like not being too interesting.
Because the very nature of extras is
that they are like wallpaper, they are
like warm props who just create the
environment just as much as the
props in the background and so if
they’re too interesting, if our eyes
are drawn to somebody then the
audience starts to think ‘I bet they’re
going to do something with that person, I bet
that person going to come up later and they’re
going to come into the hospital’.
You know because that’s the way we think.
We think everybody has to be there for a reason
and so if something takes our attention
we are sort of pre-empting what the writers
are going to do so what we’ve got to do
in order for this to work for both our sakes
is to kind of make it so normal that you know
there’s a couple of people there having a
sign language conversation, there’s
a person walking past with a stick so
we sort of deluge them with differently
abled people so it no longer becomes
“oh that’s going that’s going to be part of the story”
So how could we help you do that?
We need all shapes and sizes to tell
New Zealand stories and we have a
lot of Maori now, we have a lot of
Polynesian actors and so I think
disabled people need to be represented as well.
Andrea seems confident that people with disabilities
can get roles if they are good enough,
Long-time disabled TV personality Graeme Sinclair
has been pulling ratings as the host
of Gone Fishin' for 20 years, surely
he’ll have some inspiring advice.
So you’ve been now the only real life
disabled person on New Zealand TV.
Why do you think that is?
I think that I was kind of an unusual
set of circumstances but I do
applaud TV3, I mean they have continued
to support me when I’m obviously disabled.
Sure it takes numbers to do it but
it also shows that people with disabilities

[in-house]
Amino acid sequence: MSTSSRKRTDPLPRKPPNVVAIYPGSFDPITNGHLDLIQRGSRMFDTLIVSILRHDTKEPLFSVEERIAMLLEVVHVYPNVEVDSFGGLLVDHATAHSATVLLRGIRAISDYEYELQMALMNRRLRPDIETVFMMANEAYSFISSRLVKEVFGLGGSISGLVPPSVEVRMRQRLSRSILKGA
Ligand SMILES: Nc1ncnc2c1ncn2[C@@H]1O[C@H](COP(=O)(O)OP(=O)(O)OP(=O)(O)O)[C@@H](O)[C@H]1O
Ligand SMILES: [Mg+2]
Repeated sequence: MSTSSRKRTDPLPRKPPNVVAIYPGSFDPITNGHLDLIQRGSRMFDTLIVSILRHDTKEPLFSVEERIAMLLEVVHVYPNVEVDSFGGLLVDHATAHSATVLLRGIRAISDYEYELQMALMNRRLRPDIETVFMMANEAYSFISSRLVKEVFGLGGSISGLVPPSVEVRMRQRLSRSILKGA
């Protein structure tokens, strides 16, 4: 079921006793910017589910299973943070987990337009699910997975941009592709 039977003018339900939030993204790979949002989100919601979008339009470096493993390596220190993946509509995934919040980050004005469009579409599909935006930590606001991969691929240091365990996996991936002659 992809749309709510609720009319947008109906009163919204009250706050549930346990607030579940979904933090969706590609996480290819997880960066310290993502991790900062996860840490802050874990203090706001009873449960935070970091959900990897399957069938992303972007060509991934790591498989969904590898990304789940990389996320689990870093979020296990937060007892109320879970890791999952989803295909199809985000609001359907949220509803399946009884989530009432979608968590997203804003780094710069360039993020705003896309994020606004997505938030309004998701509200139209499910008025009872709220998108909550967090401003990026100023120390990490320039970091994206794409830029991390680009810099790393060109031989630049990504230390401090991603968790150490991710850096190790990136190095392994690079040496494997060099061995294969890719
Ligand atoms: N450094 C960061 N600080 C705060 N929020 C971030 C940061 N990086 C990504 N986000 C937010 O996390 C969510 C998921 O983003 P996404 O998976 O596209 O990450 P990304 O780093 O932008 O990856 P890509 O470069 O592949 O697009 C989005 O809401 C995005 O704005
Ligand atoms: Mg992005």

can pull in a good audience.
I think part of that is attitude too.
I think there are huge opportunities for
people with a positive attitude.
I think there are huge opportunities
for people who see an obstacle as
an opportunity and bloody nail
the bastard rather than actually
giving up and I think that
sort of stuff can be, so I'm
told, inspirational.
So what would you say to disabled people
that want to be in the media?
Well rattle the cage.
If you have something to offer,
record something.
Show what you’ve got in the medium
that you’re able to perform in
and start giving it to people.
Start pushing it and start pushing it hard.
You know in certain societies
and situations people from poorer
backgrounds used to have to
fight harder to get somewhere
than people from a privileged background.
It’s no different with disability
and people with normal abilities,
we just have to fight a little harder
to make the inroads but it doesn’t
mean to say we can’t and the issue is
that because we fight a little bit harder
sometimes our achievements are a little
greater and I think that’s wonderful.
That’s our opportunity.
So in closing what have I learnt?
Firstly, disabled people need to get out there.
we need to attend acting workshops and auditions,
we even need to make our own shows, like Graeme.
Secondly, we need to show producers, advertisers
and others in the industry
that we can add value to their product.
And finally, we need the industry to yearn for something new
to see disability as unique, interesting
and part of the diversity of our country.
So let's do it, let's transform our media industry by
celebrating more diversity on screen.